VAUDE uses synthetic materials such as polyester, polyamide or polyurethane for many of its products. These materials are derived from petroleum.
We have set ourselves the goal of increasing the amount of renewable raw materials we use. In this way, we can use less fossil fuel-based resources and avoid adding more plastic to the planet.
Renewable resources can be natural plant fibers such as organic cotton, nettle or hemp. They also include animal-based raw materials such as down, camel hair or merino wool, which are optimal from an ecological point of view. Then there are fibers made from tree cellulose such as regenerated TENCEL®. Read more here
We use as many recycled materials as possible in order to conserve resources. Read more here
New in the VAUDE collection is our Ceplex Green membrane, which includes a fabric that incorporates used coffee grounds.
In this innovative membrane, 25 % of the conventional polyurethane is replaced by S.Café®. This high-performance product is made from recycled coffee grounds, so the membrane that’s made from it is partially biobased and made from renewable raw materials. Sound exciting?
Read more here.
In the Winter 2018 Collection we started using bioplastics for hard plastics and textiles. In our Green Shape Core Collection and Packs ’n Bags series, we use EcoPaXX® for plastic components and fabrics – a polyamide made from 70 % castor oil.
The robust castor plant grows without additional irrigation on barren soils that are unsuitable for growing food. The oil is pressed from the beans of the plant and can be used to produce polyamide fibers as well as plastic parts such as zips and hooks.
In some cases, materials made from biobased plastics have even better functional properties than conventional plastics – they weigh less, for example. However, the amount of energy consumed during production processes varies widely and not all bioplastics automatically equate to higher environmental credentials.
Bioplastics that utilize waste from the food industry are ideal; rather than requiring the cultivation of additional crops, residual materials are recycled. A great deal of research and development is still needed before these materials can be used for textiles however.
Because these materials and technologies are still very new, we are staying closely tuned and are looking forward to the innovations they are making possible.
Until that time, we will continue to adhere to the recommendations of our partner, the WWF. We will use bioplastics for durable materials, but not for disposable products such as packaging.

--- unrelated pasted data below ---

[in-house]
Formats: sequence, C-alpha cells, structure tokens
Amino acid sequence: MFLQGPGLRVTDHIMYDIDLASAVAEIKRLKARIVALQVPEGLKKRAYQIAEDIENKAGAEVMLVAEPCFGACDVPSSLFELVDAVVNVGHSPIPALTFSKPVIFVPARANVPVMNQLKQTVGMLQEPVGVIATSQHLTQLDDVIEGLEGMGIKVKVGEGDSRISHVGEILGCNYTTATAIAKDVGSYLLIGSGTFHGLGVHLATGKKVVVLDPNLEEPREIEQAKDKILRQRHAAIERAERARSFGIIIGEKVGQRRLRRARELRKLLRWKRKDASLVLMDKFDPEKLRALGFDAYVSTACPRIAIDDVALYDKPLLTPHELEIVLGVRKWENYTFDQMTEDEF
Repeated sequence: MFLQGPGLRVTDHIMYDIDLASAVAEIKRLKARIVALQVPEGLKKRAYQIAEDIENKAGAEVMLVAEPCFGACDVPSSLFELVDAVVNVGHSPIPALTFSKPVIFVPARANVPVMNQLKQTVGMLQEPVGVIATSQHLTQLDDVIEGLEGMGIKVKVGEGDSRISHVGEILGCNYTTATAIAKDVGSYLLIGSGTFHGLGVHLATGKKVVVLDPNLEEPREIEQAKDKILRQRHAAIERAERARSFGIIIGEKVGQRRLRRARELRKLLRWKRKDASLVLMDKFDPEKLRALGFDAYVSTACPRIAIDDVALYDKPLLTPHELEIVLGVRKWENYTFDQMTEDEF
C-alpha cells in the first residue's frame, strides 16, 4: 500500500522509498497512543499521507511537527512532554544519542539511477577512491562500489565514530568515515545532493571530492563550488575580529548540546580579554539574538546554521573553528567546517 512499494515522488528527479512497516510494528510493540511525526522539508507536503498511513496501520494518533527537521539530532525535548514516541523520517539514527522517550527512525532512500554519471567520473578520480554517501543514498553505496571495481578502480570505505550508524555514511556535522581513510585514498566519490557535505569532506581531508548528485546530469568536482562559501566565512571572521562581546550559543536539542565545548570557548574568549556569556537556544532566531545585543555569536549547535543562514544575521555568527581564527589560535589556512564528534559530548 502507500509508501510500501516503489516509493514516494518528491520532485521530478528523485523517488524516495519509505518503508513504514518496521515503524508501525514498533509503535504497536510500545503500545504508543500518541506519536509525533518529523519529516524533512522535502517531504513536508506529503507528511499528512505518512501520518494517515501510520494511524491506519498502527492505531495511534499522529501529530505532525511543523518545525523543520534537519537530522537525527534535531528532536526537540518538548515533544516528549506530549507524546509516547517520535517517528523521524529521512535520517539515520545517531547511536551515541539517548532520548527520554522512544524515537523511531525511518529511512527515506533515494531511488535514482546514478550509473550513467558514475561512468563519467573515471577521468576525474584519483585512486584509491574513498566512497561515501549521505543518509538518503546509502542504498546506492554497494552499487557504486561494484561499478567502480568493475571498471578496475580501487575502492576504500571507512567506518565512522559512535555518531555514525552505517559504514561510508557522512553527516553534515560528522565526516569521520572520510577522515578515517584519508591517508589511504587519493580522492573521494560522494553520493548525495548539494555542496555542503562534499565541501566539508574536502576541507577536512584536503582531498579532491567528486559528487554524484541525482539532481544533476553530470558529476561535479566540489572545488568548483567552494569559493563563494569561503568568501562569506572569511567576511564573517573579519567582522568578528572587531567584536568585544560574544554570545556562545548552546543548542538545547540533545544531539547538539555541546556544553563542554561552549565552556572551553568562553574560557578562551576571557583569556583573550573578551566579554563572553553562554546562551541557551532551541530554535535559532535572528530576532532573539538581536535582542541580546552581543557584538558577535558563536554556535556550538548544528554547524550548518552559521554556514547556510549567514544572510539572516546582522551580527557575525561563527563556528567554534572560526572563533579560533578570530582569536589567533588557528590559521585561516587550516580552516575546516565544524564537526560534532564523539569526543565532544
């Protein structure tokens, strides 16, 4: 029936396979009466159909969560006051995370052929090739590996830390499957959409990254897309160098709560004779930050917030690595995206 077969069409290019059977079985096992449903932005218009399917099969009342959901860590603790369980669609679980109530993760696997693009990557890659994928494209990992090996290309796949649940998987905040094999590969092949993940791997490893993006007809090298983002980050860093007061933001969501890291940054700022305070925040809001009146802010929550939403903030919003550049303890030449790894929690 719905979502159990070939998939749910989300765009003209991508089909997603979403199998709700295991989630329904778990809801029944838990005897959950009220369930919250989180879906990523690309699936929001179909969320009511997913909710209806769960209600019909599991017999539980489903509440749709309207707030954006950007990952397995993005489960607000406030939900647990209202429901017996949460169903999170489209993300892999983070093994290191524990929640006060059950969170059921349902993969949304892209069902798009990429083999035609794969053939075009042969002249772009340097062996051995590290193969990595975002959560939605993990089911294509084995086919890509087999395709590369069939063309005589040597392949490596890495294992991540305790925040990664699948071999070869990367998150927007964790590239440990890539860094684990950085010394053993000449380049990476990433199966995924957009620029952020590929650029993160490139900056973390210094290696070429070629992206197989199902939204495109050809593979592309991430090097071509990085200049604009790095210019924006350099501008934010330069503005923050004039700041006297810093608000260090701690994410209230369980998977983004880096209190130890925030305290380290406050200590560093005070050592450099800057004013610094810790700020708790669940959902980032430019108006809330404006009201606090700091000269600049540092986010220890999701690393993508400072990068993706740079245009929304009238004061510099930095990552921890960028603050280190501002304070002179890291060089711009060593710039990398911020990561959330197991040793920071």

Clearly renewable resources are a good option. Unfortunately, there are a few pitfalls that need to be avoided.
We think that it is important to avoid any conflict between cultivating agricultural raw materials (such as corn) and the production of food. This is difficult to ensure: At the moment, our decisions are based on the location of the growing region and the living standards of the local population.
In addition, VAUDE Green Shape products are not made with genetically modified materials. To verify this, we require confirmation from our suppliers that they do not use genetically engineered substances.
We in the VAUDE CSR-Team have hotly debated one exception.
Two shoe models in the 2018 Summer Collection include a biobased TPU in the heel counter and toe cap. This innovative material is made from 50 % renewable raw materials and is characterized by a high abrasion resistance and low weight. Currently however, this material is only available in a form that includes a proportion of genetically modified crops.
In this instance, we had to decide which was more important: conserving fossil resources, lowering greenhouse gas emissions, and promoting the use of innovative materials made from renewable resources or excluding all genetic engineering.
For a short transitional period of two seasons, we opted for an exception to our Green Shape exclusion criteria. Thereafter the material must be available in a non genetically modified version or we will discontinue using it.
Synthetics that are made from renewable resources rather than petroleum are highly innovative. Frequently, these types of bioplastics are equated with “biodegradable” or “compostable” – but this isn’t always the case.
Many biobased synthetics are similar to conventional plastic in that they are virtually non-biodegrable. By the same token, there are also conventional, petroleum-derived plastics that are biodegradable.
The question is whether "biodegradable" actually makes sense from an environmental perspective. On one hand for example, you would think that it would be great if plastic would just dissolve in the ocean.
On the other hand, the production of plastics – whether derived from petroleum or from renewable raw materials – requires significant energy. The result is a high quality material with many functional properties. Doesn’t it make much more sense to reuse or recycle such materials rather than leaving them to degrade into “nothing” (CO2 and water)?
We are following the current scientific discussion on this issue with interest. Read here to find out what Germany’s Federal Environment Agency has to say about bioplastics: